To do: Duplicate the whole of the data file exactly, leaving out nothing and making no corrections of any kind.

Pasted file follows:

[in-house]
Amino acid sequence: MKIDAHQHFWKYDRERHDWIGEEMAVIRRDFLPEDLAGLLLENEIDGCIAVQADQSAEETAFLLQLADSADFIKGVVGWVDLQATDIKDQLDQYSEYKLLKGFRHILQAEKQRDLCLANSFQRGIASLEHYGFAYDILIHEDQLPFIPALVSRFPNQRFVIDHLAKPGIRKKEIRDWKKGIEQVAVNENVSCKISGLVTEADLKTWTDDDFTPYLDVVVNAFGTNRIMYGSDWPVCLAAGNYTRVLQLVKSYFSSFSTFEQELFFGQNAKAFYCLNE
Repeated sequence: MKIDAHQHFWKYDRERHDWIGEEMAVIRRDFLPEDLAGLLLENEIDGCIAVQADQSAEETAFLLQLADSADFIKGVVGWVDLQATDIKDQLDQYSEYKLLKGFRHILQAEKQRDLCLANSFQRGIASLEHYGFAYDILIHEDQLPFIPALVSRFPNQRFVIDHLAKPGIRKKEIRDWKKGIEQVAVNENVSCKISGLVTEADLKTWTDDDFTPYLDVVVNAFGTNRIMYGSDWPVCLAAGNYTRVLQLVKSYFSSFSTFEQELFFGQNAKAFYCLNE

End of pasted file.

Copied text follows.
[in-house]
Amino acid sequence: MKIDAHQHFWKYDRERHDWIGEEMAVIRRDFLPEDLAGLLLENEIDGCIAVQADQSAEETAFLLQLADSADFIKGVVGWVDLQATDIKDQLDQYSEYKLLKGFRHILQAEKQRDLCLANSFQRGIASLEHYGFAYDILIHEDQLPFIPALVSRFPNQRFVIDHLAKPGIRKKEIRDWKKGIEQVAVNENVSCKISGLVTEADLKTWTDDDFTPYLDVVVNAFGTNRIMYGSDWPVCLAAGNYTRVLQLVKSYFSSFSTFEQELFFGQNAKAFYCLNE
Repeated sequence: MKIDAHQHFWKYDRERHDWIGEEMAVIRRDFLPEDLAGLLLENEIDGCIAVQADQSAEETAFLLQLADSADFIKGVVGWVDLQATDIKDQLDQYSEYKLLKGFRHILQAEKQRDLCLANSFQRGIASLEHYGFAYDILIHEDQLPFIPALVSRFPNQRFVIDHLAKPGIRKKEIRDWKKGIEQVAVNENVSCKISGLVTEADLKTWTDDDFTPYLDVVVNAFGTNRIMYGSDWPVCLAAGNYTRVLQLVKSYFSSFSTFEQELFFGQNAKAFYCLNE